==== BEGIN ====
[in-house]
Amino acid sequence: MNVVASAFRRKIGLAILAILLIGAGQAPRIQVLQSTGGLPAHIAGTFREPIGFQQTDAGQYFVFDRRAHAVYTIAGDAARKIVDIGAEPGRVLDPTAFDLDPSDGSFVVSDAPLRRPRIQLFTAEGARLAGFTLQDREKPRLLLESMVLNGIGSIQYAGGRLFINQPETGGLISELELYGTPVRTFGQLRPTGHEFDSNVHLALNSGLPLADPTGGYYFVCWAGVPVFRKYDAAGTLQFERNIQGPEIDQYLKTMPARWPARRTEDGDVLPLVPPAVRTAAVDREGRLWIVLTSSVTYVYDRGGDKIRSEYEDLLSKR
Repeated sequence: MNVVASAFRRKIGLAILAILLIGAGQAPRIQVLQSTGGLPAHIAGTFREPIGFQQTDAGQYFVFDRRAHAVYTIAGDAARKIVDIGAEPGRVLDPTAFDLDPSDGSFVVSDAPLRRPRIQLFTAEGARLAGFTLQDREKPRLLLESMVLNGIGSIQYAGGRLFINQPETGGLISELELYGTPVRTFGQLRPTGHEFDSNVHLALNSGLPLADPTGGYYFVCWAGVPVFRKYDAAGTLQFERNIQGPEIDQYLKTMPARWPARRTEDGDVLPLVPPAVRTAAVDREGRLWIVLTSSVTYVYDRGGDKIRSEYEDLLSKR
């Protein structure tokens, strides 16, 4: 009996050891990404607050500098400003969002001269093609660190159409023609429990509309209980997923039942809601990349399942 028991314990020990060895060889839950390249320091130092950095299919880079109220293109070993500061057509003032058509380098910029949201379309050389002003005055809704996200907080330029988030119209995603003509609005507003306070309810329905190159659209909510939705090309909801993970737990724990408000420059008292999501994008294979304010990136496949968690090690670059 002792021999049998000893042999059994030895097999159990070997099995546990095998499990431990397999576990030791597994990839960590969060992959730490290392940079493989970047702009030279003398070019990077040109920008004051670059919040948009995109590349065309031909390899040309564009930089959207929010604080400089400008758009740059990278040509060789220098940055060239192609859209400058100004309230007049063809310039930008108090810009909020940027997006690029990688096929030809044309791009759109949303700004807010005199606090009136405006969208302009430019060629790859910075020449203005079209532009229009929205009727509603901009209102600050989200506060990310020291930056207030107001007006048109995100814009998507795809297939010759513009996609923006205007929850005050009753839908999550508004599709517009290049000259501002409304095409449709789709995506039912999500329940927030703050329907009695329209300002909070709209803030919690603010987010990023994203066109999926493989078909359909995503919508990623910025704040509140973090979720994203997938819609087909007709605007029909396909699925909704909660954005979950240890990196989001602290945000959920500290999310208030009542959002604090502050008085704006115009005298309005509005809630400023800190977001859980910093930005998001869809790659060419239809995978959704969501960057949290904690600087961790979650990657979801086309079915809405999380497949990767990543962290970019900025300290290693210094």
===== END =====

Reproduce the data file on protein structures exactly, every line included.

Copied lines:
[in-house]
Amino acid sequence: MNVVASAFRRKIGLAILAILLIGAGQAPRIQVLQSTGGLPAHIAGTFREPIGFQQTDAGQYFVFDRRAHAVYTIAGDAARKIVDIGAEPGRVLDPTAFDLDPSDGSFVVSDAPLRRPRIQLFTAEGARLAGFTLQDREKPRLLLESMVLNGIGSIQYAGGRLFINQPETGGLISELELYGTPVRTFGQLRPTGHEFDSNVHLALNSGLPLADPTGGYYFVCWAGVPVFRKYDAAGTLQFERNIQGPEIDQYLKTMPARWPARRTEDGDVLPLVPPAVRTAAVDREGRLWIVLTSSVTYVYDRGGDKIRSEYEDLLSKR
Repeated sequence: MNVVASAFRRKIGLAILAILLIGAGQAPRIQVLQSTGGLPAHIAGTFREPIGFQQTDAGQYFVFDRRAHAVYTIAGDAARKIVDIGAEPGRVLDPTAFDLDPSDGSFVVSDAPLRRPRIQLFTAEGARLAGFTLQDREKPRLLLESMVLNGIGSIQYAGGRLFINQPETGGLISELELYGTPVRTFGQLRPTGHEFDSNVHLALNSGLPLADPTGGYYFVCWAGVPVFRKYDAAGTLQFERNIQGPEIDQYLKTMPARWPARRTEDGDVLPLVPPAVRTAAVDREGRLWIVLTSSVTYVYDRGGDKIRSEYEDLLSKR
């Protein structure tokens, strides 16, 4: 009996050891990404607050500098400003969002001269093609660190159409023609429990509309209980997923039942809601990349399942 028991314990020990060895060889839950390249320091130092950095299919880079109220293109070993500061057509003032058509380098910029949201379309050389002003005055809704996200907080330029988030119209995603003509609005507003306070309810329905190159659209909510939705090309909801993970737990724990408000420059008292999501994008294979304010990136496949968690090690670059 002792021999049998000893042999059994030895097999159990070997099995546990095998499990431990397999576990030791597994990839960590969060992959730490290392940079493989970047702009030279003398070019990077040109920008004051670059919040948009995109590349065309031909390899040309564009930089959207929010604080400089400008758009740059990278040509060789220098940055060239192609859209400058100004309230007049063809310039930008108090810009909020940027997006690029990688096929030809044309791009759109949303700004807010005199606090009136405006969208302009430019060629790859910075020449203005079209532009229009929205009727509603901009209102600050989200506060990310020291930056207030107001007006048109995100814009998507795809297939010759513009996609923006205007929850005050009753839908999550508004599709517009290049000259501002409304095409449709789709995506039912999500329940927030703050329907009695329209300002909070709209803030919690603010987010990023994203066109999926493989078909359909995503919508990623910025704040509140973090979720994203997938819609087909007709605007029909396909699925909704909660954005979950240890990196989001602290945000959920500290999310208030009542959002604090502050008085704006115009005298309005509005809630400023800190977001859980910093930005998001869809790659060419239809995978959704969501960057949290904690600087961790979650990657979801086309079915809405999380497949990767990543962290970019900025300290290693210094």